Sunday, April 24, 2005

Race and Genomics

On the resourceful Sociologists for Women in Society listserv, Barrie Thorne pointed to the Race and Genomics discussion being addressed on the Social Science Research Council site. They are responses to an article written March 15, 2005 by Dr. Armand Leroi about "race" being a genetic/scientific reality. Two responses are from Troy Duster, ASA President, and Ann Morning, also a sociologist.

This is a must read for social scientists researching/teaching with "race" in mind. It would be a fantastic teaching tool as well.


At 12:41 PM, Anonymous Anonymous said...

Reification is a two way street. Legitimate inquiries can quickly be converted to political incorrectness, racism and the amoral by people who have an agenda to promote or an ideology to sustain. Sociologists are not exempt from this as some are quick to peddle soft science as hard science to meet their needs. And speaking of peddling, maybe the ASA can design some new logos for T-shirts. The product they have is not pulling in the Public by the droves. How about, "Science, Love It or Leave It"? Better yet, "Equal DNA = Equal Rights", that ought to bring in the Frosh in large numbers come registration time, heh? Bill Potham

At 4:17 PM, Blogger Erin said...

I'm not sure what you mean by "reification is a two way street," I'd need something a bit more specific to fully understand the point.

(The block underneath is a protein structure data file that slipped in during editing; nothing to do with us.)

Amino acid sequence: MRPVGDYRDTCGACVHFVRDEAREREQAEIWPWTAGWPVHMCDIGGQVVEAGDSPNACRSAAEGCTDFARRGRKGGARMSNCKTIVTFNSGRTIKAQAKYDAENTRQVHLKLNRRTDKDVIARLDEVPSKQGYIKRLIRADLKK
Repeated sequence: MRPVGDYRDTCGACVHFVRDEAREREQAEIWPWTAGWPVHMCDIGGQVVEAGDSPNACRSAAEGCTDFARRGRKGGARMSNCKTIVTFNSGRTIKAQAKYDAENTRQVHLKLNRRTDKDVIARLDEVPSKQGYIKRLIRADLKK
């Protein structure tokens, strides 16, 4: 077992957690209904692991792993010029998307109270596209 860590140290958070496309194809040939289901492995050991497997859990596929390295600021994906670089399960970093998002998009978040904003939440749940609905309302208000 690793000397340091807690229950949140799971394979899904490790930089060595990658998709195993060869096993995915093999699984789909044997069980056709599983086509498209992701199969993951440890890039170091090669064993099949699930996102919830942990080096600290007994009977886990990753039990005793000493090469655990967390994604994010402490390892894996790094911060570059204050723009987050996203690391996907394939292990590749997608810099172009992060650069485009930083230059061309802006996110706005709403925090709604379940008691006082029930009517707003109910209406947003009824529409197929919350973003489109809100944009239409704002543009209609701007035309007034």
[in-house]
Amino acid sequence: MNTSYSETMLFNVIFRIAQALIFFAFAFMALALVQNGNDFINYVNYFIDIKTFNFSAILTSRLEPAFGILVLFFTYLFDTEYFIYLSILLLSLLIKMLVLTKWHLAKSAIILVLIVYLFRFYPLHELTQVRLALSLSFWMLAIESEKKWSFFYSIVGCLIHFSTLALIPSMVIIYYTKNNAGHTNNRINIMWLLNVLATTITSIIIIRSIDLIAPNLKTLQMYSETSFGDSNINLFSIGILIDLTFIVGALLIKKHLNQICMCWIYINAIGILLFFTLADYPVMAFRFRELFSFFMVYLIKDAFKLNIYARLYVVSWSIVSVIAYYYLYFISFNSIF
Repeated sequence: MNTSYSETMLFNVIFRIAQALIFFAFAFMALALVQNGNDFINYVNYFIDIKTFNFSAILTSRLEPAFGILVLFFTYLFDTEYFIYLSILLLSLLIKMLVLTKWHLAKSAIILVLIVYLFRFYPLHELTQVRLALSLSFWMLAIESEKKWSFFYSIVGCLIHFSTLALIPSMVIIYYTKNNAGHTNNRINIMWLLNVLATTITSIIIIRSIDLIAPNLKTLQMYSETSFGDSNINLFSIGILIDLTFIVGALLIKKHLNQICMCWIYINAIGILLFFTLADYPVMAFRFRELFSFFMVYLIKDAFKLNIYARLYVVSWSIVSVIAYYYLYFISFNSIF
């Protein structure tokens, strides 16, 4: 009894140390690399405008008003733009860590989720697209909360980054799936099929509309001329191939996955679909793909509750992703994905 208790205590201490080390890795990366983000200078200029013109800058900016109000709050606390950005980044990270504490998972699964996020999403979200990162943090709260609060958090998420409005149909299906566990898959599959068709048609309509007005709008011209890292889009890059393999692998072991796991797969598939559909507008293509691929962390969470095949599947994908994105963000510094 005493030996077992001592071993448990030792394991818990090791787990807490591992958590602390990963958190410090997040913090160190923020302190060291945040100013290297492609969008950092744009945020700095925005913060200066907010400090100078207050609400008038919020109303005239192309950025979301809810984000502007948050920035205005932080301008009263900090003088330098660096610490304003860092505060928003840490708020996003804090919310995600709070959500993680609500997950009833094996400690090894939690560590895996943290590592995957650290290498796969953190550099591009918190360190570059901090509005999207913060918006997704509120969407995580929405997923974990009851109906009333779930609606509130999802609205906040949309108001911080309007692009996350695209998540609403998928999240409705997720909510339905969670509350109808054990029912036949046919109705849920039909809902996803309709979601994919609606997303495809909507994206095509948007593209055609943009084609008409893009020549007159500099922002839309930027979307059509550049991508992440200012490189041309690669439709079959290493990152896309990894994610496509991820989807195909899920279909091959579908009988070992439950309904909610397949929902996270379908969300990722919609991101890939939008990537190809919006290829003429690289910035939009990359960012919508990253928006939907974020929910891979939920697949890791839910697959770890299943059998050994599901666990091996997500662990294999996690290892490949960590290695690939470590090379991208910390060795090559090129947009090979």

This is just what this debate is about. Science calling its findings "objective" as if the questions scientists ask are outside of society's influence. "Hard" science needs "soft" science to save it from itself - perhaps you forget the entire scientific movement called eugenics. This was a scientific movement entirely based on proving there were "races," inspired by Darwin's cousin Francis Galton. It was developed by American scientists, and got picked up by the Nazi's...the rest is history, or is it? I think social scientists are warranted for taking seriously the debate on "Race" and Genomics. What are the questions prompting the research? Why is proving "race" an important question? How is "race" being conceptualized this go around?

Additionally, the public sociologies discourse is not about pulling in the public. It's about getting sociologists to write in more accessible ways and in other places besides academic journals so that sociological ways of thinking are more available to the public.

I don't know of any sociologists willing to call their research "hard" science. I'm not sure sociologists are as concerned with the "hard" science "soft" science issue as you might like to think - ever heard of post-positivism? Scientific discourse is itself a form of power/knowlegde that many social scientists can look at critically while still finding some use for - another use of social sciences, getting past binary thinking, like "hard" and "soft" science, as if it explains everything.

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